How much will you earn?

Big Law associates got bigger paychecks last year, but other salaries remained flat. What can new lawyers expect to make in their first year?

It’s not every day somebody gets a $20,000-a-year raise, no matter how gifted they are at their job or how well they play office politics. However, many first-year Big Law associates got that sweet boost last year. 

The powerhouse New York law firm Cravath, Swaine & Moore was first to make the leap. Its associates had been grumbling about stagnant compensation in the face of rising living costs and the deep debt many had incurred from attending the nation’s top law schools.

So first-year associate pay went up from $160,000 to $180,000. Senior associates also saw raises, based on their years of experience.

The salary increase was a long time coming. It was the first in the nation by Big Law since 2007, and it led to an onslaught of similar announcements by the largest law firms in New York, Washington, D.C., and Los Angeles.

That made big news, partly because the figure was so high and partly because it had been so long. But while law students cheered, few will earn $180,000 upon graduation.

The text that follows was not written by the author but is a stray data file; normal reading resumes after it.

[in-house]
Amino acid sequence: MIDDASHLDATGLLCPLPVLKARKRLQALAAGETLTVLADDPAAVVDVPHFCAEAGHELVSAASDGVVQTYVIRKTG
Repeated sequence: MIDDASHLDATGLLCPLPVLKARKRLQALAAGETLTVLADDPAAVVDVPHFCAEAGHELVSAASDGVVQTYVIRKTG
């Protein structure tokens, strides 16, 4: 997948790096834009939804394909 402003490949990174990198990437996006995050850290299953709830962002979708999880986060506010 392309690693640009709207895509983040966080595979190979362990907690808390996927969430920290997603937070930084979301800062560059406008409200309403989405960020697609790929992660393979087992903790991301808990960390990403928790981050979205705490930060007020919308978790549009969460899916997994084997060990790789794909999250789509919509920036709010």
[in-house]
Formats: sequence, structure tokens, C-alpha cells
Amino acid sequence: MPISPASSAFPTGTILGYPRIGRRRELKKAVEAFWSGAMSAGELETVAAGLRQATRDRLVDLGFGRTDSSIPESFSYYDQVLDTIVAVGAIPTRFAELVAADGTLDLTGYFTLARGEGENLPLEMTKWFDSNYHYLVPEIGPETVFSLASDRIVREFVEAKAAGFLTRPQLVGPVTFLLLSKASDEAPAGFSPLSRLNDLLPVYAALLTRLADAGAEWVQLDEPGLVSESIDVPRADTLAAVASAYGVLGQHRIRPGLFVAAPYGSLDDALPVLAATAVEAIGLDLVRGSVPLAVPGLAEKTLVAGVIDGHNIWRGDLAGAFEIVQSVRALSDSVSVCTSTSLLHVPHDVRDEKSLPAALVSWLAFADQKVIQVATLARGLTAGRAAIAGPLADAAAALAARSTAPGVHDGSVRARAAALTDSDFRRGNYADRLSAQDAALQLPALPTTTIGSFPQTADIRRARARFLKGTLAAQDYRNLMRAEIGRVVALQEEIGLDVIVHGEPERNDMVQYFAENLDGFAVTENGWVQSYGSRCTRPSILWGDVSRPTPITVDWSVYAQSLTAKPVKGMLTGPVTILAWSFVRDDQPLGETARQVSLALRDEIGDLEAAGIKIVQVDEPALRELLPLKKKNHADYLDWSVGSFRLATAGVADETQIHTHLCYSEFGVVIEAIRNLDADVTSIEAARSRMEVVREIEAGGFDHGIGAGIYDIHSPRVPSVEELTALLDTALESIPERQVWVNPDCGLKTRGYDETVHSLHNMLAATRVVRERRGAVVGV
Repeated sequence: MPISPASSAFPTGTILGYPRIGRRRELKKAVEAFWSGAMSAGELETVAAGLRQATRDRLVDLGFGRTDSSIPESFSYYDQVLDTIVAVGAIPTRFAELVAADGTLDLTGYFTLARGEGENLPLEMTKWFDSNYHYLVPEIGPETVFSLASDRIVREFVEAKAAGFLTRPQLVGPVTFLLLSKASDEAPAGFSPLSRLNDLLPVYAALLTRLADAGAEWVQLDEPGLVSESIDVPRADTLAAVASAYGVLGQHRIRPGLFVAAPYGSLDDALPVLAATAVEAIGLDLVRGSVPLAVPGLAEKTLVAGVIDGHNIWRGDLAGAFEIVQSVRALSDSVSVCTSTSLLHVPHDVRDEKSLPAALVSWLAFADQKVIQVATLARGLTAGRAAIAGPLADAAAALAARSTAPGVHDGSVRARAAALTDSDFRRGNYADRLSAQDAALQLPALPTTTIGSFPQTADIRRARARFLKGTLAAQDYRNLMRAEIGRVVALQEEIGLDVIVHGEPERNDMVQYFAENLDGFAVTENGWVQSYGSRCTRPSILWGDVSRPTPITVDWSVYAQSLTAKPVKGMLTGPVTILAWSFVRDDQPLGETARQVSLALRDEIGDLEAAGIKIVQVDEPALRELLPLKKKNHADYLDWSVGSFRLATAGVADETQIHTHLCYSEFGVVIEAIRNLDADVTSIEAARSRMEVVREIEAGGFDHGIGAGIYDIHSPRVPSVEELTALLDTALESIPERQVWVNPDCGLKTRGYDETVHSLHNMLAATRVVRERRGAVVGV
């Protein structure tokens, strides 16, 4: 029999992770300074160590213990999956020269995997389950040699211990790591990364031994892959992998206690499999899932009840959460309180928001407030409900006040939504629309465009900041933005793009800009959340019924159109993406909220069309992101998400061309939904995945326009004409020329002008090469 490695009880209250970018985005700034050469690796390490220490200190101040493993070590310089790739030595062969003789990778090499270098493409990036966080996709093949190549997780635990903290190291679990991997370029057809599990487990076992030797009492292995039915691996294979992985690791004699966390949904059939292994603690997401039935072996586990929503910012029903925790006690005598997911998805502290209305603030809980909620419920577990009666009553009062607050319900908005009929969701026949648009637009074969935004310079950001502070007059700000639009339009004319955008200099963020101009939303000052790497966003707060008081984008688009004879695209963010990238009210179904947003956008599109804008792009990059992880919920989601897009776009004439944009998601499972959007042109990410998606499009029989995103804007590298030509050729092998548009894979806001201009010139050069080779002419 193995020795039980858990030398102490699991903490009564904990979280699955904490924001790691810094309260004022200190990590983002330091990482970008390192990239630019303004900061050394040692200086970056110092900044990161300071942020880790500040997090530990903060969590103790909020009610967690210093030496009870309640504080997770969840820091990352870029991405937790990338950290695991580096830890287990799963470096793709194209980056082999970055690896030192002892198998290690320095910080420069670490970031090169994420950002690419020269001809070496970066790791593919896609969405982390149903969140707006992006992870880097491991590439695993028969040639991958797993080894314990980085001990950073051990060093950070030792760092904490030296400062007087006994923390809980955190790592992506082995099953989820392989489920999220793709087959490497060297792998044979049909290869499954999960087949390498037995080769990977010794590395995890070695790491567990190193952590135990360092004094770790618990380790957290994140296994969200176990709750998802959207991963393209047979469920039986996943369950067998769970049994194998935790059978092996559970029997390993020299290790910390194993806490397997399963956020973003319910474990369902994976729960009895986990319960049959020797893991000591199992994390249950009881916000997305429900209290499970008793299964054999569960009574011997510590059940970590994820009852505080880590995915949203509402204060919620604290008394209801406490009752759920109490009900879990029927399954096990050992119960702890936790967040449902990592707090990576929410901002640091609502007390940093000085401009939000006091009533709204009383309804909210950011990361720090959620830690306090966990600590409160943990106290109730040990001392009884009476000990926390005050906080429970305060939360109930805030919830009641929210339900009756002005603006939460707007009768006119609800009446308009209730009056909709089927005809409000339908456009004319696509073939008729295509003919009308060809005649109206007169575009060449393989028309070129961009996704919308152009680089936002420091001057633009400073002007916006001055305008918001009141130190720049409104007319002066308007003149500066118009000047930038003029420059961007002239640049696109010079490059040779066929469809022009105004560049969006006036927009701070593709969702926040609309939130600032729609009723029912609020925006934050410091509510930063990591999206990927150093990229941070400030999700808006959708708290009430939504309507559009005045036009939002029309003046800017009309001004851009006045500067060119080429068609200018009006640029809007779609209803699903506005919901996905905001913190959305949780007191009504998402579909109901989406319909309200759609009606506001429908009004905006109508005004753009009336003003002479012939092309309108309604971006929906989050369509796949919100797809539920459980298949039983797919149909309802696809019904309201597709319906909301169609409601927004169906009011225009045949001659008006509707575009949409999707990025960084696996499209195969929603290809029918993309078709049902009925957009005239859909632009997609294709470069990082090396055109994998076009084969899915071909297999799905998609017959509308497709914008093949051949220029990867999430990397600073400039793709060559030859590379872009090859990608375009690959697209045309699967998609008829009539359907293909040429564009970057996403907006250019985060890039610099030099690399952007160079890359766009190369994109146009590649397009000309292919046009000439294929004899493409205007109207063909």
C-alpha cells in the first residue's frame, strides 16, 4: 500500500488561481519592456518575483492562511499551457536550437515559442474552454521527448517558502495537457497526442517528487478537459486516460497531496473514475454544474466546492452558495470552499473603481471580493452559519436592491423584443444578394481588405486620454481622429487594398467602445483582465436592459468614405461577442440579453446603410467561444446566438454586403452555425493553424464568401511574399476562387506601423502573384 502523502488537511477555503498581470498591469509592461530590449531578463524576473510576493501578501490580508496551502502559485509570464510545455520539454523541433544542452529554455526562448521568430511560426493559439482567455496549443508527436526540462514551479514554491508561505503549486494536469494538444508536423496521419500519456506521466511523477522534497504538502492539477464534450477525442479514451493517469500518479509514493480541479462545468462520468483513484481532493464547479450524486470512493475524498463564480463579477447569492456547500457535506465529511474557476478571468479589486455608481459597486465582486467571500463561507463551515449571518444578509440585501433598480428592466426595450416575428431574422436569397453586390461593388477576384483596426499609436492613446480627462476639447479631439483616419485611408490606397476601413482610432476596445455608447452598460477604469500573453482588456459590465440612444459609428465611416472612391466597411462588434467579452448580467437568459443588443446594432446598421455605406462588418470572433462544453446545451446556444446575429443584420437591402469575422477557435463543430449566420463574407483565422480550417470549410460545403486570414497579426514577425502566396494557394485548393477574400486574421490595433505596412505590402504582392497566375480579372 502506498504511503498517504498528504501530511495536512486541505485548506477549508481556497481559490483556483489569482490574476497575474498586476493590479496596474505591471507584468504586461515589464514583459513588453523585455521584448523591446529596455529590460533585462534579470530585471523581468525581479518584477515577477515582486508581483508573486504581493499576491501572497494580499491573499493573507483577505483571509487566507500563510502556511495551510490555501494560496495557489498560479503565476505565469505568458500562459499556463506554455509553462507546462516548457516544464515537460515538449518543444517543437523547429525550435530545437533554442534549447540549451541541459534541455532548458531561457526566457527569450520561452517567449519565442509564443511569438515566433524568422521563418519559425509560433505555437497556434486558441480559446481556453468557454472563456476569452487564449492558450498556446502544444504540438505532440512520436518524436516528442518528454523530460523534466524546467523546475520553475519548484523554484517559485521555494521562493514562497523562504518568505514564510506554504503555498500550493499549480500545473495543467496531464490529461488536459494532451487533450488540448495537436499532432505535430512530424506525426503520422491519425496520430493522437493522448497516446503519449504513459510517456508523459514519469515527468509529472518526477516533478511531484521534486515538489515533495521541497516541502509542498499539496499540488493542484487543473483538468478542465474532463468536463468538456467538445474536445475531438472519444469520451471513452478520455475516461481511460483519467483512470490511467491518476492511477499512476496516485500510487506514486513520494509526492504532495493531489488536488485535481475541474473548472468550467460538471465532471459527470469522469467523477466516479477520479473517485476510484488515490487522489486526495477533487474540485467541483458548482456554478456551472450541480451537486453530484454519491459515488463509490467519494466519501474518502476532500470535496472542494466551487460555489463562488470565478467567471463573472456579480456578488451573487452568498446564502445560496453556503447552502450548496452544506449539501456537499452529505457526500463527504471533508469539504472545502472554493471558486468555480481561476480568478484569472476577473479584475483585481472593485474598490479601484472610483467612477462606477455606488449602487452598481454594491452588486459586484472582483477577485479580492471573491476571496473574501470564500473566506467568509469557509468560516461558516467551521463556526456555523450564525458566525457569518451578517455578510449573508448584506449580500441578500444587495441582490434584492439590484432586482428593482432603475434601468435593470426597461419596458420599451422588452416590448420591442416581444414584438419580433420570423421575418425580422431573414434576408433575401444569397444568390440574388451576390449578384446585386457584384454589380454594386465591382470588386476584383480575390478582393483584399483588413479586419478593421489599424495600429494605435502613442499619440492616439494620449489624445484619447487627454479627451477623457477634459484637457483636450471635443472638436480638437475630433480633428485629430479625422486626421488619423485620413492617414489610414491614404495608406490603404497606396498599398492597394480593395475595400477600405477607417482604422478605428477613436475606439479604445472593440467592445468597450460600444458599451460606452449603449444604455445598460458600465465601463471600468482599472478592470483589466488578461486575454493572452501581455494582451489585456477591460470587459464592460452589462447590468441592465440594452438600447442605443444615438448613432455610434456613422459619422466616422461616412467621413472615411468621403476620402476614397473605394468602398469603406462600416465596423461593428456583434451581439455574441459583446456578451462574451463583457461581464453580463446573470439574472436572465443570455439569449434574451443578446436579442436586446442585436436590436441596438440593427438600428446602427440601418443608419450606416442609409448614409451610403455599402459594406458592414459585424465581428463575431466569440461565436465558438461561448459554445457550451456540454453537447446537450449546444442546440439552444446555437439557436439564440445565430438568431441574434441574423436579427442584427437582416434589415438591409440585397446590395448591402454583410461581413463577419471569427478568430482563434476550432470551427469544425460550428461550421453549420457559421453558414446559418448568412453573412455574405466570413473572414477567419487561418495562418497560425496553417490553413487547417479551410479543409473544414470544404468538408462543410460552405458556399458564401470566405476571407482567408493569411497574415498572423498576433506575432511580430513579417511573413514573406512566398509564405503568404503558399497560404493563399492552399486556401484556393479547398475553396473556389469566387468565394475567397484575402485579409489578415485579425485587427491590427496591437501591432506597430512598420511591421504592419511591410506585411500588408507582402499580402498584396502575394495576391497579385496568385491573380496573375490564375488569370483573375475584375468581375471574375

The big pay hike hasn’t exactly trickled down.

Salary levels for recent graduates

While the biggest and most prestigious law firms set the pace for salaries, other law firms are not always quick to follow. At law firms with fewer than 50 lawyers, the median salary for first-year associates was $90,000, half of what their Big Law counterparts in major markets are making. Even at firms with more than 700 lawyers, the median starting salary fell short of Cravath’s figure, coming in at $155,000.

“It’s not what I expected to see,” said James Leipold, executive director of the National Association for Law Placement (NALP). “After all the publicity surrounding the move to $180,000, I fully expected to see the national median starting salary for law firms move upward, but what the data reveal is that for the most part, only the largest firms in the largest legal markets made the move, and while many offices are paying $180,000 to start, many are not. The result is upward movement in some law-firm size bands while the national median has remained unchanged.”